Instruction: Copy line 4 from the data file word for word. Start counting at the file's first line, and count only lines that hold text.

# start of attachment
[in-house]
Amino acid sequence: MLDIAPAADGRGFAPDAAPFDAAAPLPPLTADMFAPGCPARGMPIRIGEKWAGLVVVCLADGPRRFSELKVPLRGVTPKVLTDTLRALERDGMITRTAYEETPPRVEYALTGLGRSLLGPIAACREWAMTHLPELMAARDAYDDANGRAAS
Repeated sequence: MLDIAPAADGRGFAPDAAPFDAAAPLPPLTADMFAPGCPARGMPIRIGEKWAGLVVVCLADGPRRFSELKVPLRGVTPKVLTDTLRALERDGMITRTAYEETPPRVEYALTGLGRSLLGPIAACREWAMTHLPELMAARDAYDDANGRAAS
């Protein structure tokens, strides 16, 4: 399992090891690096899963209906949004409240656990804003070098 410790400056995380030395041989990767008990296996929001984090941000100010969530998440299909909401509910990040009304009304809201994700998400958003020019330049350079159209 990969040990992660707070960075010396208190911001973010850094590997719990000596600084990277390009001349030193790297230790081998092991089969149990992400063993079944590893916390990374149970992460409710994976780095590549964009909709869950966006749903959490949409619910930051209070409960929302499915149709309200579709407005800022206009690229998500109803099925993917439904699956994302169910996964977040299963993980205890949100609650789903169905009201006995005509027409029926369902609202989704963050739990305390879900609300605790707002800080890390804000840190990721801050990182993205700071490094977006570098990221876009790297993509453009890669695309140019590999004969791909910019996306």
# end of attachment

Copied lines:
């Protein structure tokens, strides 16, 4: 399992090891690096899963209906949004409240656990804003070098 410790400056995380030395041989990767008990296996929001984090941000100010969530998440299909909401509910990040009304009304809201994700998400958003020019330049350079159209 990969040990992660707070960075010396208190911001973010850094590997719990000596600084990277390009001349030193790297230790081998092991089969149990992400063993079944590893916390990374149970992460409710994976780095590549964009909709869950966006749903959490949409619910930051209070409960929302499915149709309200579709407005800022206009690229998500109803099925993917439904699956994302169910996964977040299963993980205890949100609650789903169905009201006995005509027409029926369902609202989704963050739990305390879900609300605790707002800080890390804000840190990721801050990182993205700071490094977006570098990221876009790297993509453009890669695309140019590999004969791909910019996306």